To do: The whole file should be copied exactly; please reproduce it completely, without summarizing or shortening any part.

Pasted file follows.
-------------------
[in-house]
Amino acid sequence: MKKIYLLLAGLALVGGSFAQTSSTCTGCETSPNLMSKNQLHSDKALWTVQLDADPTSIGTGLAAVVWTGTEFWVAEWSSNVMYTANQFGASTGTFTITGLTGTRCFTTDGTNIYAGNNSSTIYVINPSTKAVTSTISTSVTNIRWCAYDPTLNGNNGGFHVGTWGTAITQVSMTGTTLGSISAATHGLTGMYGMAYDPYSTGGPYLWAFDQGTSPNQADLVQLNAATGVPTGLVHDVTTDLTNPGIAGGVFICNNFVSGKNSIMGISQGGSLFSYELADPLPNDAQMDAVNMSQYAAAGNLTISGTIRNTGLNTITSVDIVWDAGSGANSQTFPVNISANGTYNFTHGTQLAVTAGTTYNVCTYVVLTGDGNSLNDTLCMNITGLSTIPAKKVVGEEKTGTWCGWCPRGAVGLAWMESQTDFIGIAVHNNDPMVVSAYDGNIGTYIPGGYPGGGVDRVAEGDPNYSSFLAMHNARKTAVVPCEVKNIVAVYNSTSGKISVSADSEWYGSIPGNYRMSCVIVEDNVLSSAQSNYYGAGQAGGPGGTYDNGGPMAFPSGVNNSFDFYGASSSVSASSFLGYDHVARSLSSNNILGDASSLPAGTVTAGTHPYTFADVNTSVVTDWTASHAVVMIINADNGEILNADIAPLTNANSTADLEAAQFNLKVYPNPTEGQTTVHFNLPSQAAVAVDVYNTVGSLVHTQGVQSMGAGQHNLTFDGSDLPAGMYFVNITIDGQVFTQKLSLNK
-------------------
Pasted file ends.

[in-house]
Amino acid sequence: MKKIYLLLAGLALVGGSFAQTSSTCTGCETSPNLMSKNQLHSDKALWTVQLDADPTSIGTGLAAVVWTGTEFWVAEWSSNVMYTANQFGASTGTFTITGLTGTRCFTTDGTNIYAGNNSSTIYVINPSTKAVTSTISTSVTNIRWCAYDPTLNGNNGGFHVGTWGTAITQVSMTGTTLGSISAATHGLTGMYGMAYDPYSTGGPYLWAFDQGTSPNQADLVQLNAATGVPTGLVHDVTTDLTNPGIAGGVFICNNFVSGKNSIMGISQGGSLFSYELADPLPNDAQMDAVNMSQYAAAGNLTISGTIRNTGLNTITSVDIVWDAGSGANSQTFPVNISANGTYNFTHGTQLAVTAGTTYNVCTYVVLTGDGNSLNDTLCMNITGLSTIPAKKVVGEEKTGTWCGWCPRGAVGLAWMESQTDFIGIAVHNNDPMVVSAYDGNIGTYIPGGYPGGGVDRVAEGDPNYSSFLAMHNARKTAVVPCEVKNIVAVYNSTSGKISVSADSEWYGSIPGNYRMSCVIVEDNVLSSAQSNYYGAGQAGGPGGTYDNGGPMAFPSGVNNSFDFYGASSSVSASSFLGYDHVARSLSSNNILGDASSLPAGTVTAGTHPYTFADVNTSVVTDWTASHAVVMIINADNGEILNADIAPLTNANSTADLEAAQFNLKVYPNPTEGQTTVHFNLPSQAAVAVDVYNTVGSLVHTQGVQSMGAGQHNLTFDGSDLPAGMYFVNITIDGQVFTQKLSLNK